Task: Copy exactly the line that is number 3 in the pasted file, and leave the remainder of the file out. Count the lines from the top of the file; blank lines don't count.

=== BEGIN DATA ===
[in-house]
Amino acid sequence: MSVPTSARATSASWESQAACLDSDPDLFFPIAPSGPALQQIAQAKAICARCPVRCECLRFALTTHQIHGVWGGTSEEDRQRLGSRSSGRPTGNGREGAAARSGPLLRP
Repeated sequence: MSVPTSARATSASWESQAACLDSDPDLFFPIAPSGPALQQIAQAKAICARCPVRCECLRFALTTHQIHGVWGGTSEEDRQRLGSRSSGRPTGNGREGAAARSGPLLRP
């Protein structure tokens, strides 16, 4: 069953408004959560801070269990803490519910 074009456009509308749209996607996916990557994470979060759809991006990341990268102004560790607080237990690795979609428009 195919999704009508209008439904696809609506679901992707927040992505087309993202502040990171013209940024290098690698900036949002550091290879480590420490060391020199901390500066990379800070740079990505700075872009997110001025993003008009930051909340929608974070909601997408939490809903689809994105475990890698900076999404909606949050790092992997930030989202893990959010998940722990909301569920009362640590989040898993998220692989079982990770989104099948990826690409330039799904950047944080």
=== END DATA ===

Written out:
Repeated sequence: MSVPTSARATSASWESQAACLDSDPDLFFPIAPSGPALQQIAQAKAICARCPVRCECLRFALTTHQIHGVWGGTSEEDRQRLGSRSSGRPTGNGREGAAARSGPLLRP